The next stop was Tyson’s Corner. Dowd and Le met a few others from their group, including Arianna Rouhani and Meghan Lusk, to get their make-up done at the Bloomingdales MAC counter. They showed up for 3:30 p.m. appointments, but the counter was swamped with anxious teenagers waiting their turn for the two make-up artists on duty, thus pushing appointment schedules way back. Both W. T. Woodson High School and Robinson Secondary School had their proms on the same evening, and the hair and make-up places in the Tyson’s Corner mall showed it. Teen girls with updos swarmed the mall, many of whom could be seen waiting their turn at various make-up counters in Nordstrom, Bloomingdales and Hecht’s. The Bloomingdales MAC counter ended up sending Le and Lusk to the Hecht’s counter, because they had overbooked and didn’t have enough staff. The pre-prom party for the group of 28 was at Keven Havenner’s house at 5:30 p.m., and Lusk didn’t sit down for make-up until 4:30. It was closer to 5 p.m. by the time Le sat down, and she said she immediately knew she wouldn’t make it in time for pictures at Havenner’s house.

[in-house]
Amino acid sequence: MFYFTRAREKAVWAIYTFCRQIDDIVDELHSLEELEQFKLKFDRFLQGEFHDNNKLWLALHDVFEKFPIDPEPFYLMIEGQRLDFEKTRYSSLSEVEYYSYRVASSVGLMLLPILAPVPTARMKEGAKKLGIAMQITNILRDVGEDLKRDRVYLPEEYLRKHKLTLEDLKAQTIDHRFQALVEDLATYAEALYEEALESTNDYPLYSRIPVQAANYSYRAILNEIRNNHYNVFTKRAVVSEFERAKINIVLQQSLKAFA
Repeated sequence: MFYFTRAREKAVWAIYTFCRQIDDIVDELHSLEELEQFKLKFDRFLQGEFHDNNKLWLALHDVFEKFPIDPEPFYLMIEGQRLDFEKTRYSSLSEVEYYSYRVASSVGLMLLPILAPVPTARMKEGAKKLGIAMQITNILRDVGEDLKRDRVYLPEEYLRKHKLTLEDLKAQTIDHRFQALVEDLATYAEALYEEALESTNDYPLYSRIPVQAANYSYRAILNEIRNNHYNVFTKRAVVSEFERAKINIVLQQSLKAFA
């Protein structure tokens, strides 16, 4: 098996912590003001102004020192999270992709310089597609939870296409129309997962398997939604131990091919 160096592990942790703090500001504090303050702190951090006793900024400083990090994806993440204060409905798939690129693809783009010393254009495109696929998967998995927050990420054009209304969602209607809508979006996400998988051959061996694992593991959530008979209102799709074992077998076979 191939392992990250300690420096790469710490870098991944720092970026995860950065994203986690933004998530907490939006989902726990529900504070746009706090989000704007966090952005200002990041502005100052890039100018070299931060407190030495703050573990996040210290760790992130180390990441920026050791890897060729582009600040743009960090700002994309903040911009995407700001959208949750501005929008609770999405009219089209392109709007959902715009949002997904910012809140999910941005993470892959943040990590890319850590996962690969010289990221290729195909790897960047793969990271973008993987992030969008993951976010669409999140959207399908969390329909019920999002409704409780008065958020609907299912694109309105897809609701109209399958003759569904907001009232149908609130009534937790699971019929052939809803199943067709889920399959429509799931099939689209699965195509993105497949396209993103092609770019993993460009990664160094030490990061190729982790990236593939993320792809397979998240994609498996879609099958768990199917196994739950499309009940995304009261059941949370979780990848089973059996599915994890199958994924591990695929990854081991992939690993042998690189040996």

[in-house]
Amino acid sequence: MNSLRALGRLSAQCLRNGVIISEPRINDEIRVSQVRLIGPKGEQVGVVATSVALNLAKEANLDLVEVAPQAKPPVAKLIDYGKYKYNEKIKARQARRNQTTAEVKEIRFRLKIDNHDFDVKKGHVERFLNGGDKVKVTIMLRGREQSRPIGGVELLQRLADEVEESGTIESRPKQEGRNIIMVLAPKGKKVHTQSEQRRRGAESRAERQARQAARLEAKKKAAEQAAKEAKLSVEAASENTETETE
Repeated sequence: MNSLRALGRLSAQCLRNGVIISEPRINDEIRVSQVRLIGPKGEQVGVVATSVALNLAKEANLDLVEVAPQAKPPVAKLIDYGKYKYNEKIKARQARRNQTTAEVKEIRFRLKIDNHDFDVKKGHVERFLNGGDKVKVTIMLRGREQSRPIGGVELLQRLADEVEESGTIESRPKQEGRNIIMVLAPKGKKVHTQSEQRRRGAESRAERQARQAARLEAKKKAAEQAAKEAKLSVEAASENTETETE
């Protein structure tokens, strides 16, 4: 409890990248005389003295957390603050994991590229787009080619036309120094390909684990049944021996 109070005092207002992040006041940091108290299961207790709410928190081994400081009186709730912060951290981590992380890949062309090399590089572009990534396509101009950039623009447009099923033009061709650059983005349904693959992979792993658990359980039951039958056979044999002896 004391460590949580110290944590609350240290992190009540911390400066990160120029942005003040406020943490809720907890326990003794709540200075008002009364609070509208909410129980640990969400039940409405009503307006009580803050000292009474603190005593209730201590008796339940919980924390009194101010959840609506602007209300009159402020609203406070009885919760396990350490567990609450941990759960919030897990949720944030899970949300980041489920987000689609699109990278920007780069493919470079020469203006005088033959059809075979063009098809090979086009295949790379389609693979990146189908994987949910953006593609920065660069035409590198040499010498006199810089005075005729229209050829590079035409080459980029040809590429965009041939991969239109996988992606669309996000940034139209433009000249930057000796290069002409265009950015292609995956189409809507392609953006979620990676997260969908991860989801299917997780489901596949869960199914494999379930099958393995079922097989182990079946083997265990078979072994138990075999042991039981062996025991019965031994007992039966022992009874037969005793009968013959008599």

Once the girls trucked through the rush hour traffic from Tyson’s to Fairfax, they made it to the finish line: Havenner’s house. From his house forward, the limousine would be carting them around town. Havenner’s street was lined with cars for about a quarter of a mile. Parents for the 28 dolled up teens were waiting to take pictures of their children.
"This is a good group of kids," said Chris Beaulieu, Ashley Beaulieu’s mother. "We’ve [the parents] have all coached sports and been on PTA together. Everyone has known each other for years."